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HHS adopts substance use disorder regulatory reforms for more coordinated care

The rule will help providers coordinate care, manage claims and ensure quality improvement, patient safety and proper training.

The Department of Health and Human Services today adopted the revised Confidentiality of Substance Use Disorder Patient Records regulation, or 42 CFR Part 2.

The updated rule continues to ensure that individuals with substance use disorder get the care they need while maintaining confidentiality protections against unauthorized disclosure and use.

It will help healthcare providers coordinate care, manage claims and ensure quality improvement, patient safety and proper training.

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The basic framework of the rule will not change with the revisions, according to HHS. Part 2 still prohibits the use of SUD patient records in criminal cases against them without a court order. It also restricts the release of SUD treatment records without written consent from the patient, unless authorized in the context of a medical emergency, scientific research, audit, program evaluation or court order.

WHY THIS MATTERS

This revision falls under the Deputy Secretary's Regulatory Sprint to Coordinated Care, which has the goal of reducing the burden felt by governmental regulations by incentivizing coordinated care.

Through the initiative, HHS and other agencies have looked into how regulations can be revised to better coordinate and improve patient care.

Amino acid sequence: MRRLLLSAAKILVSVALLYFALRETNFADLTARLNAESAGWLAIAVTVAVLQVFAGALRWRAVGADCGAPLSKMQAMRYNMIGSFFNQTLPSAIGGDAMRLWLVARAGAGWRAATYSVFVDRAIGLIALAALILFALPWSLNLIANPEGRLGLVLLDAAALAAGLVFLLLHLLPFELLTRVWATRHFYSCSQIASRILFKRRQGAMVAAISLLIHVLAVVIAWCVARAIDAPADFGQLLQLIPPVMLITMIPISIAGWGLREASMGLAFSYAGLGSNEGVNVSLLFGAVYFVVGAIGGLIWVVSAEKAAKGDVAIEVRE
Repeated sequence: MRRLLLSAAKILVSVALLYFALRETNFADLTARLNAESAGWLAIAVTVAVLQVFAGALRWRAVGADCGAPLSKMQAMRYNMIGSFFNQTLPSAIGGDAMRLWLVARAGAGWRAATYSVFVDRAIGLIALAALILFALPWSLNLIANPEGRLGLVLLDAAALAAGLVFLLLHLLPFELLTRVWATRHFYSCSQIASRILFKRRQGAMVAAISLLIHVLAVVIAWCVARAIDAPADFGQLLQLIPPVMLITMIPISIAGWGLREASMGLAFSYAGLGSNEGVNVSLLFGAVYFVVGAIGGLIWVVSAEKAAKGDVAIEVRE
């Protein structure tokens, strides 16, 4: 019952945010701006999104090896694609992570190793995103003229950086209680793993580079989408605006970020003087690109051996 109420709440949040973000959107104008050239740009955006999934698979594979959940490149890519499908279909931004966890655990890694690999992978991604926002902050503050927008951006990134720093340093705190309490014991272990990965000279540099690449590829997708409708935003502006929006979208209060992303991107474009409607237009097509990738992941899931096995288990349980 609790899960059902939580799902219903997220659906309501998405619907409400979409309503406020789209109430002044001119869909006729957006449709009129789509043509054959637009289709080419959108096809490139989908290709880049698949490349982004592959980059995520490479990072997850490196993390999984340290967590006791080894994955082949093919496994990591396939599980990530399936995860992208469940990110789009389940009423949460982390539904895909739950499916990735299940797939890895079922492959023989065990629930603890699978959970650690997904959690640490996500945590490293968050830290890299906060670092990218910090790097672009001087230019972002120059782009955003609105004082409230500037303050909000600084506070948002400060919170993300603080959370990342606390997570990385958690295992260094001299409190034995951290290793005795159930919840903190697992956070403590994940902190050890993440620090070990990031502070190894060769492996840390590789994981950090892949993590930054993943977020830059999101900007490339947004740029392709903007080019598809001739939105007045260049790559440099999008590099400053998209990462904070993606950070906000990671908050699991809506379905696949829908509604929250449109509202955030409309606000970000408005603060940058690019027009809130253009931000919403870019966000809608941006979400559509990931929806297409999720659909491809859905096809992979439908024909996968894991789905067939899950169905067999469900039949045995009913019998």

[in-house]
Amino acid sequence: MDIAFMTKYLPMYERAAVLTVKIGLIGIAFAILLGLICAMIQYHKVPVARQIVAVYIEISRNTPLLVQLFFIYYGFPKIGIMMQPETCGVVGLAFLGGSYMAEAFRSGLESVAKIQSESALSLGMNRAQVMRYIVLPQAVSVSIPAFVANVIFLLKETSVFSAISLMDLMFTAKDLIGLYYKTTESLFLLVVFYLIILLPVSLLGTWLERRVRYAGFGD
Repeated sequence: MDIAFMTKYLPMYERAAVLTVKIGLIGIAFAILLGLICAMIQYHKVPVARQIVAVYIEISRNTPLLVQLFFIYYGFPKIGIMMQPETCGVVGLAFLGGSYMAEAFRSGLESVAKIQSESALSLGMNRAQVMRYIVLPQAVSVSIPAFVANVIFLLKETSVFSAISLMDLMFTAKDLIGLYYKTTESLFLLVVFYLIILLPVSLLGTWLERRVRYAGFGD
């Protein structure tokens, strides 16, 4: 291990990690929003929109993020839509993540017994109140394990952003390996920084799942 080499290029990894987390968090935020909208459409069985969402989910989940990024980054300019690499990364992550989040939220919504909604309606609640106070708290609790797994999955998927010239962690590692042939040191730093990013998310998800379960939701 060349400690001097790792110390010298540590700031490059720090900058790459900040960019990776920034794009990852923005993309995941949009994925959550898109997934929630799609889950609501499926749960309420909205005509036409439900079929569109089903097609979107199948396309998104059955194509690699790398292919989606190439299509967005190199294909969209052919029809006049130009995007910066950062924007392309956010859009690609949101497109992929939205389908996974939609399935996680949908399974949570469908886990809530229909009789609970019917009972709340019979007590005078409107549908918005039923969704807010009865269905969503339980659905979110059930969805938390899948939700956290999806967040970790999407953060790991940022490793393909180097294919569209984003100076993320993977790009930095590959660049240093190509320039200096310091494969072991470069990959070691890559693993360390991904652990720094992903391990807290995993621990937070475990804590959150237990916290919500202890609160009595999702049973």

Before these updates, Part 2 was so complex that some providers chose not to serve these patients.

THE LARGER TREND

In 2017, almost 20 million Americans aged 12 and older battled a SUD, according to the American Addiction Centers.

In response to the prevalence of SUDs, the Substance Abuse and Mental Health Services Administration has implemented a number of programs with the end goal of reducing "the impact of substance misuse and mental illness on America's communities," according to its website.

In April, SAMHSA released $110 million in emergency grants to make sure SUD patients and people with serious mental illnesses had access to treatments during the pandemic.

ON THE RECORD

"This reform will help make it easier for Americans to discuss substance use disorders with their doctors, seek treatment, and find the road to recovery," HHS Secretary Alex Azar said in a statement. "President Trump has made the availability of treatment for Americans with substance use disorders, including opioid use disorder, a priority. Thanks to the valuable input of stakeholders, our final rule will make it easier for Americans to seek and receive treatment while lifting burdens on providers and maintaining important privacy protections."

Twitter: @HackettMallory
Email the writer: mhackett@himss.org